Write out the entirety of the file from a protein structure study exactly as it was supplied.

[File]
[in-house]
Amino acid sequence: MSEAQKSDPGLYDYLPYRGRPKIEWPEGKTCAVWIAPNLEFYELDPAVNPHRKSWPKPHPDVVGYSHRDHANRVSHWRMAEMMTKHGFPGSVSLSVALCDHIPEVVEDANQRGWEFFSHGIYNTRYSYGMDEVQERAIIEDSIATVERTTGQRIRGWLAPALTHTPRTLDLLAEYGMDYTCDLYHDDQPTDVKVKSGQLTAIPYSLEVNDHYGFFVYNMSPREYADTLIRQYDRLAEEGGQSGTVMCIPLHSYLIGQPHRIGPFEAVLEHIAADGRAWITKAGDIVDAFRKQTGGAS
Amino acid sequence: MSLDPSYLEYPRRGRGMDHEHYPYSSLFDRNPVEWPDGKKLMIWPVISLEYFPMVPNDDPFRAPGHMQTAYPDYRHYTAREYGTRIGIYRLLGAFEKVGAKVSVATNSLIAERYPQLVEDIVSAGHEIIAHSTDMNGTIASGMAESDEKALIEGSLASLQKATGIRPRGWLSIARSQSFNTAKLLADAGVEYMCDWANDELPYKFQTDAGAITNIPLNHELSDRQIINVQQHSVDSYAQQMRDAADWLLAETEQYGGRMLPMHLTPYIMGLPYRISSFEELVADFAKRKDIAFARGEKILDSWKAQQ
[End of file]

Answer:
[in-house]
Amino acid sequence: MSEAQKSDPGLYDYLPYRGRPKIEWPEGKTCAVWIAPNLEFYELDPAVNPHRKSWPKPHPDVVGYSHRDHANRVSHWRMAEMMTKHGFPGSVSLSVALCDHIPEVVEDANQRGWEFFSHGIYNTRYSYGMDEVQERAIIEDSIATVERTTGQRIRGWLAPALTHTPRTLDLLAEYGMDYTCDLYHDDQPTDVKVKSGQLTAIPYSLEVNDHYGFFVYNMSPREYADTLIRQYDRLAEEGGQSGTVMCIPLHSYLIGQPHRIGPFEAVLEHIAADGRAWITKAGDIVDAFRKQTGGAS
Amino acid sequence: MSLDPSYLEYPRRGRGMDHEHYPYSSLFDRNPVEWPDGKKLMIWPVISLEYFPMVPNDDPFRAPGHMQTAYPDYRHYTAREYGTRIGIYRLLGAFEKVGAKVSVATNSLIAERYPQLVEDIVSAGHEIIAHSTDMNGTIASGMAESDEKALIEGSLASLQKATGIRPRGWLSIARSQSFNTAKLLADAGVEYMCDWANDELPYKFQTDAGAITNIPLNHELSDRQIINVQQHSVDSYAQQMRDAADWLLAETEQYGGRMLPMHLTPYIMGLPYRISSFEELVADFAKRKDIAFARGEKILDSWKAQQ